Australia Bank CEOs Face Day of Reckoning for Years of Scandals
(Bloomberg) -- Australian bank chiefs face their day of reckoning for years of scandals and wrongdoing when an inquiry into misconduct in the financial industry releases its final report Monday.
The government-appointed inquiry unearthed a string of bad behavior, including wealth advisers charging dead people for services, lying to regulators about misconduct, and loan officers accepting bribes.
Investors are awaiting whether retired High Court judge Kenneth Hayne will recommend criminal or civil charges; call for lenders to be broken up to avoid conflicts of interest in offering financial advice; rein in bonuses; and urge regulators to take tougher action against wrongdoers.
Anxiously watching the outcome will be the chief executive officers of the nation’s biggest financial firms, who are among the highest paid executives in the country.
FRANCESCO DE FERRARI – AMP
CEO since Dec. 1, 2018
Base salary: A$2.2 million (maximum 2019 remuneration: A$8.3 million)
AMP’s reputation took a battering during the inquiry, when it admitted to charging customers for fees they didn’t receive, then lying to the regulator about the misconduct, which may lead to criminal charges.
Following a boardroom cleanout, former Credit Suisse Group AG banker De Ferrari has taken on one of the most challenging jobs in corporate Australia: repairing the fortunes of the 170-year-old wealth manager. Earnings have plunged, customers have pulled hundreds of millions of dollars from AMP funds, and the stock has plummeted more than 55 percent in the past year to trade near record lows.
MATT COMYN – COMMONWEALTH BANK
CEO since April 9, 2018
Base salary: A$2.2 million
If De Ferrari has the biggest salvage task ahead of him after the inquiry, Comyn isn’t far behind. Commonwealth Bank has been the poster child for bank misconduct -- last year paying a record A$700 million ($510 million) fine to settle systemic breaches of anti-money laundering laws. A regulatory investigation found the bank was complacent “from the top down.”
In one of the most notorious scandals unearthed by the inquiry, the bank admitted it had charged dead people fees. Comyn, a 20-year veteran of the bank, has cast himself as the good guy ready to clean up the mess, forgoing his short-term bonus and apologizing profusely for the wrongdoing. During his testimony to the inquiry, he readily threw predecessor Ian Narev under the bus, recounting a conversation where he pushed for the lender to stop selling junk products, like credit card insurance. Narev, according to Comyn’s notes, told his then underling to “temper your sense of justice.’’
ANDREW THORBURN - NATIONAL AUSTRALIA
CEO since Aug. 1, 2014
Base salary: A$2.3 million (Total remuneration: A$4.4 million)
At the first round of hearings in March, the inquiry heard National Australia employees accepted cash bribes to facilitate mortgages they knew were based on false documentation in order to “smash” sales targets. The Melbourne-based lender also was found to have charged fees for no service and then downplayed the extent of the problems to the regulator.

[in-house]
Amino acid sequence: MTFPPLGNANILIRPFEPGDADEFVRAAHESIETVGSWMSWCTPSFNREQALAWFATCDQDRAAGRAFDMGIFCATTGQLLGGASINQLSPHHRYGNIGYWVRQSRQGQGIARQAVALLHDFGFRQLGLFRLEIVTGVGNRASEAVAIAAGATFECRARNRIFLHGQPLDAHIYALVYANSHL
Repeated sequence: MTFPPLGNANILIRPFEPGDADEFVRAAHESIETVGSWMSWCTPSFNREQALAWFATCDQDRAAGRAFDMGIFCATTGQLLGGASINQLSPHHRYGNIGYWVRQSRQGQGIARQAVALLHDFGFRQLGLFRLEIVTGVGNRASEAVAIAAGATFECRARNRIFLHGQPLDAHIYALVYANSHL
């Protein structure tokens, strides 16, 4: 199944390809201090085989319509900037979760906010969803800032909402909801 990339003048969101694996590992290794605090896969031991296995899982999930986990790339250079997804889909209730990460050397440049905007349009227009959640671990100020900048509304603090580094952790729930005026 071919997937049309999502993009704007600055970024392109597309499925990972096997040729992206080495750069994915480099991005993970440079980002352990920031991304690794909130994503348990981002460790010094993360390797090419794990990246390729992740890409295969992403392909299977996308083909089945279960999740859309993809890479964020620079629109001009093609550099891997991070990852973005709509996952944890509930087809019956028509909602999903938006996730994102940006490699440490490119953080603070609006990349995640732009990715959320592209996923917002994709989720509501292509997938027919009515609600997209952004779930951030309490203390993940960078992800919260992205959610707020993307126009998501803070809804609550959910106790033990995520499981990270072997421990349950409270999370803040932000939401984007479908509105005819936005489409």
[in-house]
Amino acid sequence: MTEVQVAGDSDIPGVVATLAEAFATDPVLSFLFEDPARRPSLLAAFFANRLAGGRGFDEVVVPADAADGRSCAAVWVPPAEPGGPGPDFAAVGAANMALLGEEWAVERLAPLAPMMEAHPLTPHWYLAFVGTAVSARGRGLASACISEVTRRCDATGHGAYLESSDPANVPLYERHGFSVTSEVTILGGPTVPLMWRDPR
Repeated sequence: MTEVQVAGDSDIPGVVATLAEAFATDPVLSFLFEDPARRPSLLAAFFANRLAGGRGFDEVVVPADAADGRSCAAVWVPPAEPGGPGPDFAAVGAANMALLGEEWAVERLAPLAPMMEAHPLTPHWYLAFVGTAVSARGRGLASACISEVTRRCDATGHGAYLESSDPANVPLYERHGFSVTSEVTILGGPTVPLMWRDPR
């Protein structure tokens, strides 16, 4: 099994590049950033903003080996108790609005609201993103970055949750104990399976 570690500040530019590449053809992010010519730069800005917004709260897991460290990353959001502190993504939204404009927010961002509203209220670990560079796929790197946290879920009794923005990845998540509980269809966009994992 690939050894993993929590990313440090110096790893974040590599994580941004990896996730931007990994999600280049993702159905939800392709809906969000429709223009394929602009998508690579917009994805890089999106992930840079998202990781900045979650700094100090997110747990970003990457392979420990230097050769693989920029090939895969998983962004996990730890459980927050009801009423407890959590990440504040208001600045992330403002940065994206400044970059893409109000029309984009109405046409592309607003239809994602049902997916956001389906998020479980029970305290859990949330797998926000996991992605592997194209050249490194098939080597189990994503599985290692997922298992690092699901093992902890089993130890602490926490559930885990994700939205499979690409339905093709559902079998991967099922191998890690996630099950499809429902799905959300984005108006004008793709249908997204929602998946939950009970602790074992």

Thorburn has been contrite about the bank’s failings, telling the inquiry the bank’s bonus structure encouraged bad behavior. “We put the bait right there for people,” he said. Andrew Hagger, who endured a torrid session in the witness box, later resigned as head of consumer banking and wealth, and the bank is looking to sell its MLC wealth and financial advice unit.
SHAYNE ELLIOTT - ANZ BANK
CEO since Jan. 1, 2016
Base salary: A$2.1 million (Total remuneration: A$5.25 million)
ANZ acknowledged a range of misconduct at the inquiry -- from also charging fees for no service to lax lending standards in its home-loan and auto finance divisions, and overcharging about 400,000 mortgage borrowers which led to about A$69 million in refunds.
Elliott has been the most conciliatory of the big-four CEOs, telling the inquiry the Melbourne-based lender “had become far too focused on revenue.” The bank took a A$697 million after-tax hit to annual earnings to compensate customers and simplify its business. However, a planned sale of its wealth unit has hit a snag, after the prudential regulator took legal action to oust five executives from buyer IOOF for misconduct.
BRIAN HARTZER - WESTPAC
CEO since Feb. 2, 2015
Base salary: A$2.7 million (Total remuneration: A$4.9 million)
Westpac was also embroiled in the fees-for-no-service scandal and found to have lax lending standards. The inquiry also heard that between 2012 and 2014 the bank defied advice from the securities regulator that it was in breach of responsible lending laws and only stopped the behavior when threatened with court action.
Hartzer has been the most combative of the bank CEOs, telling the inquiry the Sydney-based lender still had “genuine disagreements” with the regulator. Westpac was the only one of the big four banks to fight allegations of rate-rigging in court. While its rivals settled for as much as A$50 million, Westpac was cleared of the most serious allegations and fined just A$3.3 million for engaging in “unconscionable conduct.”
©2019 Bloomberg L.P.